Aspheric lenses made of a high index material and worn in a small/roundish frame are the thinnest option of lenses available.

The lenses you choose will also influence your choice of frames. For example, if you have a high prescription which requires thick concave lenses, you may decide against rimless frames or metal frames for aesthetic reasons. It’s best to opt for plastic/acetate frames if you have a high prescription as these hide the thickness of the lenses more.

Treatments for optical lenses

There are many lens treatments available which can optimise the comfort, durability and appearance of your lenses. The following eyeglass lens coatings are highly recommended:

Scratch-resistant coating

Lightweight plastic lenses are more prone to scratching and abrasions than glass lenses and require a scratch-resistant coating.

Anti-scratch coatings, also known as hard coats, can make your glasses lenses almost as scratch resistant as glass.

Looking after your glasses is essential to avoiding scratches. Never place them face down and store them away safely in a case or pouch when not in use. When cleaning your glasses, make sure you use a microfibre cloth and avoid other materials as they may cause micro-fine scratches on the lenses.

Anti-reflective coating

An anti-reflective coating (AR or MAR coating) improves contrast and clarity by almost eliminating reflections. This makes them perfect for night driving and using computer screens. They will also make your lenses less visible and therefore more cosmetically appealing.

An anti-reflective coating is necessary for high index lenses as these lenses reflect more light, therefore increasing glare.

UV-blocking treatment

Exposure to ultra-violet radiation from the sun has been linked to many eye-related problems including cataracts and macular degeneration. It is therefore important to protect your eyes from the sun with a UV-blocking treatment on your lenses.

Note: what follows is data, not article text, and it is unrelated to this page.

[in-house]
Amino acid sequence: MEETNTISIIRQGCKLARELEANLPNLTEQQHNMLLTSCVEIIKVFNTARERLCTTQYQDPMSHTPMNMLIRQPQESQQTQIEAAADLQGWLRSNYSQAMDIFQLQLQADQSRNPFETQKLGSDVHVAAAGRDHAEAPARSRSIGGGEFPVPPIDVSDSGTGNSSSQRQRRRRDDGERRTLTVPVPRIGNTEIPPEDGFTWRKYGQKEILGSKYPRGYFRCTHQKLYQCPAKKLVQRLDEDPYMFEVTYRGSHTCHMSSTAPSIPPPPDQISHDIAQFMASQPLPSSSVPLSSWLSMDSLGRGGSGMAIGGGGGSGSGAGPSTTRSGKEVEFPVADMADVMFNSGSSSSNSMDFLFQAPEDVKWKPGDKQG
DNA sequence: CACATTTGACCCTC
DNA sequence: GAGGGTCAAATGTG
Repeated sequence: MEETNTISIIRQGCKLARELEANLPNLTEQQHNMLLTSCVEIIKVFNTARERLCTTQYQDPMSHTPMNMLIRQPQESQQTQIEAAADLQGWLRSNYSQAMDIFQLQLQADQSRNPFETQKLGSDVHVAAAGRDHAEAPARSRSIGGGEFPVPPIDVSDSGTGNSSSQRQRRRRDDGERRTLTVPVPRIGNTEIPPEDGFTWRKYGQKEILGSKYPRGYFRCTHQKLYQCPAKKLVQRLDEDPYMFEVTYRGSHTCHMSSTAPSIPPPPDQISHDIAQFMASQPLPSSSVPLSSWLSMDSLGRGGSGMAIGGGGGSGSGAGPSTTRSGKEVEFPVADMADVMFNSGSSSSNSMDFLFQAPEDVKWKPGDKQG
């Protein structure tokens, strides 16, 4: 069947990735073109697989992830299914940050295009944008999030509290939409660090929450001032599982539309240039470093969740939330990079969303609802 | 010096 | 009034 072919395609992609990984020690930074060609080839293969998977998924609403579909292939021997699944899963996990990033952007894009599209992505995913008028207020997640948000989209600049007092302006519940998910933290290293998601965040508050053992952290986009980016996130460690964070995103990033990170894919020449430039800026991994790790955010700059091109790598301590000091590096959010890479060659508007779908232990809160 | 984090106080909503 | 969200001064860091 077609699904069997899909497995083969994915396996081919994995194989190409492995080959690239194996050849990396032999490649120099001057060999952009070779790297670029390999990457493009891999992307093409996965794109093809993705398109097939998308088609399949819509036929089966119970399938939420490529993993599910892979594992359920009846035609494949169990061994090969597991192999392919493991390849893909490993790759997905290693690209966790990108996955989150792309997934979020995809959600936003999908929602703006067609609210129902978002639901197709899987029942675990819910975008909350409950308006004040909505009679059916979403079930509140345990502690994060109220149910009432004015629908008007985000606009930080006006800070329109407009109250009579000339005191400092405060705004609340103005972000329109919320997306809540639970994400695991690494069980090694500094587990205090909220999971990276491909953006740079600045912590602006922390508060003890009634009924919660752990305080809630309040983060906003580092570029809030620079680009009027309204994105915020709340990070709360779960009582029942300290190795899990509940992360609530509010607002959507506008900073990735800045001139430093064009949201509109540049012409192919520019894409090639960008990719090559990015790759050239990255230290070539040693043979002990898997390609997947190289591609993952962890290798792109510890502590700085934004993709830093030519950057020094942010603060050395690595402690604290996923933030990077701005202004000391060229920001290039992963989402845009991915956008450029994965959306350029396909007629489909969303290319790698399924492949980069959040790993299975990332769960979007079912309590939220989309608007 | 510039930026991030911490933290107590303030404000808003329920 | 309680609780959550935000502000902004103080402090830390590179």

Almost all high-index plastic lenses include 100% UV protection. However, CR-39 plastic lenses will need an additional coating applied to ensure that they offer UV protection.

Photochromatic treatment

Photochromatic treatment allows lenses to automatically darken in response to the sun’s UV rays and return to clear when indoors. Photochromatic treatment is available in all lenses no matter what their material or design. The light reactive lenses in our range come in a variety of lens colours, such as graphite green, grey, and brown. All our photochromatic lens options provide 100% UVA and UVB protection.

Light reactive

Lenses remain clear whilst indoors and darken when outdoors.

Transitions Signature Gen8

These lenses darken outside and become clear indoors more quickly. They provide Blue Light protection. These lenses won’t darken enough in the car, so they aren’t ideal for driving.

Transitions XTRACTIVE New Generation

Excellent for bright and hot sunny days, these lenses turn extra dark in hot temperatures, they turn darkest in the car. They fade from dark to clear 35% faster. These lenses have a mild tint whilst indoors to protect you against Blue Light.

Transitions Drivewear

Enjoy enhanced colour perception and sharper vision with these lenses, which is especially useful when driving. These polarised lenses prevent glare from the sun. They darken outdoors and fade to a very mild tint indoors. The lenses are yellow/green in low light, copper in moderate to bright light, and dark reddish brown in bright light.

Sun tint – prescription sunglasses

You can choose any pair of glasses from our range and choose the ‘sun tint’ option at checkout to create prescription sunglasses. This is a great option for those who spend a lot of time outdoors as they’ll have the benefit of full sun protection as well as their prescription within the lens, providing clear vison.

Which high index lens should I get?

High index lenses will suit any prescription and are highly recommended for those who have a strong glasses prescription.

When choosing high index lenses, you should take the advice given to you by your optician. There are a variety of high index materials to choose from. The higher the index, the higher the cost of the lenses.

You may also want to consider whether you want photochromatic lenses or use tints instead.

No matter what you decide, we recommend choosing an anti-reflective (AR) lens coating. This will ensure optimal clarity of vision as an AR coating will eliminate reflections.

No matter what you decide, we recommend choosing an anti-reflective (AR) and ultraviolet (UV) lens coating. This will ensure optimal clarity of vision as an AR coating will eliminate reflections and UV coating will protect your eyes from harmful UV sun rays.

Should you have any further questions, please contact our helpful optical team on 0800 458 2090.

Disclaimer: The advice in this article is for informational purposes only and does not replace medical care or an in-person check-up. Please check with an eyecare professional before purchasing any products or remedies. For information on our article review process, please refer to our Editorial Policy.